[Theforum] Barriers -- let's talk philosophically

A. Erickson amanda at gawow.com
Thu Oct 25 20:33:12 CDT 2001

> From: "Luther, Ron" <Ron.Luther at compaq.com>
> To: <theforum at lists.evolt.org>
> Reply-To: theforum at lists.evolt.org

> I'll bite!  


> 1. Sorry - I can't think of any non-trivial, non-chaotic 
> systems with 'no barriers'.  Maybe somebody else has an example?

The only one I could think of was "parenthood" although it wouldn't take
long for us to think up some barriers that there might be including
social and economic. 

> 2. There are LOTS of different types of barriers: language, 
> socio-economic status, race, creed, political POV, physical, 
> distance, ability/skill level, intellectual, time, 
> cultural/upbringing, age.

Definitely. Some are self-imposed: I don't have time, I'm not good
enough, I am too shy, etc. 

Frankly, apathy can be a huge barrier in an organization. What do you do
when you build something and no one comes?

> 3. I think it's about as varied as there are people.  You can 
> be angry at being barred entry. You can accept the barrier.  
> You can use the barred entry as inspiration to acquire the 
> credentials for entry.  You can give up and cry.  You can be pleased!

To bring this back to evolt -- any barriers to entry that we set up
should be those that people can aspire to cross and *can* cross with due
diligence. Setting up these systems so that they are accessible to the
right people (those with due diligence) will be important and I think
should guide many of our structure building.

**Historical sidenote and tiny soapbox** I don't think anyone has ever
asked to join admin beyond the initial group of people (please correct
me if I'm wrong). I really do feel that if anyone had asked to join
admin that the admin group would have really seriously considered having
them in. It would say a lot about a person if they did that. As it
happened, though, subsequent admin members were sort of hand-picked
based on their participation, their skill and know-how and their
overarching interest. Which, frankly, worked quite well and probably
would have continued to work just fine. However, if we want to be more
open and that sounds like our goal then any barriers that we put up will
need to be very carefully constructed.

> 4. Nope.  [In fact, you can get two extremists together and 
> get them to argue that the same barrier is "positive" or "negative".]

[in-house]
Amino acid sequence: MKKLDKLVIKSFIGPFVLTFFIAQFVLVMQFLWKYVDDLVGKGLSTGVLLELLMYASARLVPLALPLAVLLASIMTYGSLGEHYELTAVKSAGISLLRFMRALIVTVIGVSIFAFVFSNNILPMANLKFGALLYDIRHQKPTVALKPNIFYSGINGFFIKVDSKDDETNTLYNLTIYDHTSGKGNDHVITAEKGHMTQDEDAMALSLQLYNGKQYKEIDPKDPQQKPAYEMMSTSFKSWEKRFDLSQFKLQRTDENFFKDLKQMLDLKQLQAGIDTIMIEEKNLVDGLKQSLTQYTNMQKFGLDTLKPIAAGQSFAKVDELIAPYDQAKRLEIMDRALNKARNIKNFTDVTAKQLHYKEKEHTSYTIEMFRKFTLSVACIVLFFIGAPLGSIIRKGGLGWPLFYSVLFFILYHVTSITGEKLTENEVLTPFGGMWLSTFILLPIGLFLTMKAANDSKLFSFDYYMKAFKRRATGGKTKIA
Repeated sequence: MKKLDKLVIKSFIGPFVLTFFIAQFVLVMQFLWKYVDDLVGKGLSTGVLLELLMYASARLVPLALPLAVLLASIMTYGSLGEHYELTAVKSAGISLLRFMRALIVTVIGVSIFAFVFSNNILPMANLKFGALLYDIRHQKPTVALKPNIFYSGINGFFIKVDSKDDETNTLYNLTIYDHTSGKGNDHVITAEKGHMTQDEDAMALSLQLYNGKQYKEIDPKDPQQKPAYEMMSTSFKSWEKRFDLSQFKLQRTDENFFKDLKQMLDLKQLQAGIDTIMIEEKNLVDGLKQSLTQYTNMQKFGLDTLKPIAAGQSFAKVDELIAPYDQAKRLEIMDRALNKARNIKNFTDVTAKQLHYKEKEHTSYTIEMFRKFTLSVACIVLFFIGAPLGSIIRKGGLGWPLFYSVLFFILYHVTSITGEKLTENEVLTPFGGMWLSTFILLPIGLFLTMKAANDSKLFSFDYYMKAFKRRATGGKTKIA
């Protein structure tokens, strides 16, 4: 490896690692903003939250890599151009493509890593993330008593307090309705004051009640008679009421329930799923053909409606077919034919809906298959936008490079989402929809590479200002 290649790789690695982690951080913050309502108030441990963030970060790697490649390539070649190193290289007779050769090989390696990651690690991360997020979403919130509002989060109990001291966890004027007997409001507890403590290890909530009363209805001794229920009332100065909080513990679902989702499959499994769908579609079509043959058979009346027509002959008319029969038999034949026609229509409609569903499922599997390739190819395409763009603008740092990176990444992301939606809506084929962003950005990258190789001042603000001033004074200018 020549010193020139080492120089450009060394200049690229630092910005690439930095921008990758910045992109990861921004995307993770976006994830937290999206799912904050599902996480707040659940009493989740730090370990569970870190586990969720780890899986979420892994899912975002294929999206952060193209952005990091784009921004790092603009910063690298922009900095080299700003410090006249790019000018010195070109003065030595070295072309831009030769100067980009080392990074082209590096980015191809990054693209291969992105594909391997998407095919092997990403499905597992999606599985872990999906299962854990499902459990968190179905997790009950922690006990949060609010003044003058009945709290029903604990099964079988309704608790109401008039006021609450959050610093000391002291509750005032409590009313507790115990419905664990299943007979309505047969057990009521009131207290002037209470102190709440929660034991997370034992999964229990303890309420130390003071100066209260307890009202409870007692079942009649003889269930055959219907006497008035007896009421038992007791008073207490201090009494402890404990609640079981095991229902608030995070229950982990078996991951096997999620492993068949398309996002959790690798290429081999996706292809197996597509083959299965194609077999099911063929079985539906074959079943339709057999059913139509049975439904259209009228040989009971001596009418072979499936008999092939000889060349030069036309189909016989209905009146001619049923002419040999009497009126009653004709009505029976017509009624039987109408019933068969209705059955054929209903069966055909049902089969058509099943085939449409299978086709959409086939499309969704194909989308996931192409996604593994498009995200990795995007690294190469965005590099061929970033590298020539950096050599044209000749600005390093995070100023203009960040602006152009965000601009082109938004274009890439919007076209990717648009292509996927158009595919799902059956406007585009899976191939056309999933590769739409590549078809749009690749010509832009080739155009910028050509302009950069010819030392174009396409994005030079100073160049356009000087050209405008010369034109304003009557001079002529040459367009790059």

Tru dat.

> 5. Yeah - I think they do.  I don't think you have a 
> "community" or a "civilization" without [laws]/[social 
> morays]/[rules of behavior]. Those kinds of things are set 
> within a structured environment - which usually means 
> 'leaders' and 'non-leaders' ... 'haves' and 'have-nots'... 
> and there is a [barrier] defining those roles.  {I'd like to 
> see an example where this isn't the case - but I can't think 
> of any ... even if you go back to matriarchal gathering 
> societies - there were still roles, expectations, .... and 
> social gaffs.}

Yes. This is probably going to be a big chewing point as I think
everyone here will want final decisions to not rest on one person. No
one should have veto power but tough decisions will still have to get
finalized somehow. 

> Even in a 'round table' discussion, there are some that 
> remain silent and some that grab the markers, monopolize the 
> white-board, and try to lead ....


Anyone else?

- amanda

> -----Original Message-----
> From: A. Erickson [mailto:amanda at gawow.com]
> Subject: [Theforum] Barriers -- let's talk philosophically
> Here's a couple angles that I'd like to explore:
> 	1. What is an example of a no-barriers system? Are there any?
> 	2. What are some types of barriers to entry?
> 	3. How do people feel about or react to barriers?
> 	4. Are barriers always positive or always negative?
> 	5. How do communities and barriers go together? Do they?
> Anyway, I'm hoping for a sort of round-table discussion that 
> any of us can participate in. 

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